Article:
Firm Partners John F. Eisberg and Kathleen Flynn Peterson reached a $1,278,000 medical malpractice settlement in a case involving a healthy female teen who died as a result of a negligent failure to diagnose mononucleosis. Read the following Minnesota Case Report:
(Excerpts taken with permission from Minnesota Trial Lawyer Association’s (MTLA) “Minnesota Case Reports”)
A healthy female teen became nauseous, tired, dizzy and feverish at the end of July, 2005. These symptoms coupled with a bad nosebleed prompted a visit to an urgent care. Lab work there showed a markedly elevated white count (WBC) made up of usual numbers of a specific type of white cell called lymphocytes and low platelets (part of the body’s blood clotting system). The doctor told them the lab results were “strange…something serious but not the flu.” An antibiotic was prescribed.
Within two days, the teen worsened so visited her pediatrician on August 2, 2005. This doctor gave a diagnosis of pyelonephritis (kidney infection) and thrombocytopenia (low platelets). Her antibiotic was changed. At a follow up appointment two days later, pain over the area of the right kidney prompted her doctor to send her to the hospital for a CT scan.
The CT scan report read “consideration of cholecystitis and [any] disease which can affect the gallbladder secondarily such as hepatitis”. She was admitted to the hospital with a new diagnosis of cholecystitis (inflammation of the gallbladder). There was no discussion of the abnormal lab work.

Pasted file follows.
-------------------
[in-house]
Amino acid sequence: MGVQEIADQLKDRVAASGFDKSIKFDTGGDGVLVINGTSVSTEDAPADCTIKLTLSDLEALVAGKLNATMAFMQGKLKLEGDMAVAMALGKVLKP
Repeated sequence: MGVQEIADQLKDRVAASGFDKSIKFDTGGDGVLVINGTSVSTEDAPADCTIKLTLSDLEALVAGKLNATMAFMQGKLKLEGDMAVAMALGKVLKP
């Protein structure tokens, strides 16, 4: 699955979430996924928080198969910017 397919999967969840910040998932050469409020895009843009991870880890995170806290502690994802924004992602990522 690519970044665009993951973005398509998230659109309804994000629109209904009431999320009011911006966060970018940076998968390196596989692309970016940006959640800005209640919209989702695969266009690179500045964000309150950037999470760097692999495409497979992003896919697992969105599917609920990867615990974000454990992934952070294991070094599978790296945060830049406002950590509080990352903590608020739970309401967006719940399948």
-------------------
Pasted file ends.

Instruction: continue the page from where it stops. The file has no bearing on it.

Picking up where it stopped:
On August 8, 2005, she was taken to surgery for removal of her gall bladder and a biopsy of her liver. No blood clotting studies were done before the surgery. Presence of petechiae (a sign of high risk for bleeding) was recorded by the pre-op nurse. At some point during surgery, blood clotting studies were ordered and significantly above normal. Soon after arrival in the recovery area, she went into shock.
Despite her critical condition, the teen was returned to her regular room, not the ICU, to await transfusion orders. Another bloody stool gave evidence of continuing internal bleeding. She died within hours after her surgery of massive blood loss shock.
An autopsy was performed and showed her death was due to hemorrhage from clotting deficiencies due to mononucleosis/EBV with liver involvement. It was the unanimous opinion of plaintiffs’ experts that the teen’s death was caused by failure of her physicians to recognize this common viral illness and to have put her through an unnecessary surgery causing her to bleed to death. The case settled at mediation without suit being filed.